• One of the best practice in HANA modeling is to define joins on columns with either INTEGER or BIGINT as data types.

It is not recommended to have joins on calculated columns/fields with NVARCHAR or DECIMAL as data types, might create performance issues.

 

These are some of the best practices followed by many of the consultants and developers. But still some complex business requirements forces us to use or alleviate from such best practices, which can be ignored.

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10 Comments

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  1. Saidumuhamed S

    Hello Prasanna,

    Nice blog. Can you please mention the HANA version on which these best practices were tested? Also I have another question. Could you please explain the point “Avoid single data source (or node) feeding multiple nodes in calculation view.” I dont see how reusing a node affects performance.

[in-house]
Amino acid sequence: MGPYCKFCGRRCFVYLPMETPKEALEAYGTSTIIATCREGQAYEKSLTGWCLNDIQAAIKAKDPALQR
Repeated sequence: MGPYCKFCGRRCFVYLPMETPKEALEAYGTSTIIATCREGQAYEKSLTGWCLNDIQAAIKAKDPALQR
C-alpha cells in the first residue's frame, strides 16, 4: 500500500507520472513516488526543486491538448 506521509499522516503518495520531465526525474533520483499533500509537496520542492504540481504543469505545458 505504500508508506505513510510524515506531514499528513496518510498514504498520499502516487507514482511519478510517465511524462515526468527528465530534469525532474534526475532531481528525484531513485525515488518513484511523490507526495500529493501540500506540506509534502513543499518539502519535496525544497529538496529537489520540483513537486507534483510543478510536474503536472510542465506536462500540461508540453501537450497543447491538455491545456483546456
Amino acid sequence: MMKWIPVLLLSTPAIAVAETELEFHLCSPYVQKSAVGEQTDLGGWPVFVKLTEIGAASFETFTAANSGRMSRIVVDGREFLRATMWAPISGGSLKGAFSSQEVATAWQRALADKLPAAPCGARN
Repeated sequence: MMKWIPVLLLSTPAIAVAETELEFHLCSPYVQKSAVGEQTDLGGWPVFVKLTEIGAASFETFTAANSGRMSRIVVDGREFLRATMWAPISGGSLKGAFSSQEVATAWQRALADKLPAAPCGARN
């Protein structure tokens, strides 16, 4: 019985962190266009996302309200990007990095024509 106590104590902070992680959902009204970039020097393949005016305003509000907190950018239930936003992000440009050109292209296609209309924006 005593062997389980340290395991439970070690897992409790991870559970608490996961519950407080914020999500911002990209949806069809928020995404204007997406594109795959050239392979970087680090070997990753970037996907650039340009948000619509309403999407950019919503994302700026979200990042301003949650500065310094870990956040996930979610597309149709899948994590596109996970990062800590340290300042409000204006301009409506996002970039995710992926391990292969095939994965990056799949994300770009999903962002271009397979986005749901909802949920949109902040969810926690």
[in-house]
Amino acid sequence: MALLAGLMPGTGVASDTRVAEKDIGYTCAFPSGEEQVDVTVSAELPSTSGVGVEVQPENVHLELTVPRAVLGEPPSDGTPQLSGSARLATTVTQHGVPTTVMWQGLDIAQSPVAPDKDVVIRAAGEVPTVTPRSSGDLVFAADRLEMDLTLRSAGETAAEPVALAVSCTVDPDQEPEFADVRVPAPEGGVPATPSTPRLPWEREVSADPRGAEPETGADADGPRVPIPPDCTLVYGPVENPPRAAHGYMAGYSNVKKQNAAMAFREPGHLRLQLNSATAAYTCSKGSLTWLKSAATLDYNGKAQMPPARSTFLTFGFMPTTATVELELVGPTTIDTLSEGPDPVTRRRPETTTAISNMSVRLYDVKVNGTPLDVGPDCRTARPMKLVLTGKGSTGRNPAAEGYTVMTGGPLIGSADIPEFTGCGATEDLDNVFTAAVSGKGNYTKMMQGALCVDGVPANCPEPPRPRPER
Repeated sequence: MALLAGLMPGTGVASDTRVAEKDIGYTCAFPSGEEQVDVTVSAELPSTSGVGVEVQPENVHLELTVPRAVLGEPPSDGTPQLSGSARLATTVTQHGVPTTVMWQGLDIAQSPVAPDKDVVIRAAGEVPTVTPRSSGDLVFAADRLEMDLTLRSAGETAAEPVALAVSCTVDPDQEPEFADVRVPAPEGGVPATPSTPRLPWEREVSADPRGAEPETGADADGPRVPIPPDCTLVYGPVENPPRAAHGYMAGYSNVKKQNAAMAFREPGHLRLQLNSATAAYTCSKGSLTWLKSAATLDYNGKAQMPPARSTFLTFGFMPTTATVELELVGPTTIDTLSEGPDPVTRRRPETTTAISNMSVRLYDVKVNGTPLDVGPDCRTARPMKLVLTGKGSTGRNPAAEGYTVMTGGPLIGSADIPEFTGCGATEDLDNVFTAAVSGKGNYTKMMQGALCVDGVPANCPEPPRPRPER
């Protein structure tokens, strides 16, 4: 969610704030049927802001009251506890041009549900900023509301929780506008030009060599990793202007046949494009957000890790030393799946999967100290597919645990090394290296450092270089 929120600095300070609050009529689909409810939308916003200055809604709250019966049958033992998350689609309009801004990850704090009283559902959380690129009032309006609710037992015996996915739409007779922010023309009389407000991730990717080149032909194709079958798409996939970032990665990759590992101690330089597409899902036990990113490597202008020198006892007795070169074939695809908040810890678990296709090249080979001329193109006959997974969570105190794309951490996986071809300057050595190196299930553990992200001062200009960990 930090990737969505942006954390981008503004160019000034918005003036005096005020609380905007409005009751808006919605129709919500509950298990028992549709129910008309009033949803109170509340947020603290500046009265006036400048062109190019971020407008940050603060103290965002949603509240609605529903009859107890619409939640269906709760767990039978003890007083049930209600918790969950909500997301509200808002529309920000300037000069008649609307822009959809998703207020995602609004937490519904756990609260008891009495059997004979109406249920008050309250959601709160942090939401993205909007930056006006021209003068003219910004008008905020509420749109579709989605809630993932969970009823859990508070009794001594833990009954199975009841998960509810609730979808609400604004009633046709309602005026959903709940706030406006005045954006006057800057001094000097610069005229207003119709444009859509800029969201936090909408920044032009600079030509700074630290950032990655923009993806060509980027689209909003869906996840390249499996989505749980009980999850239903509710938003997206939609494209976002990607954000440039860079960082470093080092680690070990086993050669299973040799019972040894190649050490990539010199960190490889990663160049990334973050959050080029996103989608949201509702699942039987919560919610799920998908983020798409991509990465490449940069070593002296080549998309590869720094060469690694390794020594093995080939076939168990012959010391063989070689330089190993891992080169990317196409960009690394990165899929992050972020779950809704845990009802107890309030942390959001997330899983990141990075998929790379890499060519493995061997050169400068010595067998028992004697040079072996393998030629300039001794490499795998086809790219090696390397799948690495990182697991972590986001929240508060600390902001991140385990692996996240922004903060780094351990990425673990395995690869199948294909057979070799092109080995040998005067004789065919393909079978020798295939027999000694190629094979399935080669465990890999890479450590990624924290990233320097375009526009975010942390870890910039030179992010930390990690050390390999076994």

Regards,
    Safiyu

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    1. Prasana Ravichandran Post author

      Hi Saidumuhamed,

      Using single node or table in multiple instances meaning – Lets say if you have a fact table/an aggregation node that has some quantifiable information and you’re just joining it to multiple nodes. (Lets say filter on each year/region of sales and forecast). and joining it to various master data nodes and combining it in finally.

      Instead we can use star-join or use that node as the central fact node and join multiple master data. This is kind of rare scenario/bad modelling that I’ve witnessed in one of the client.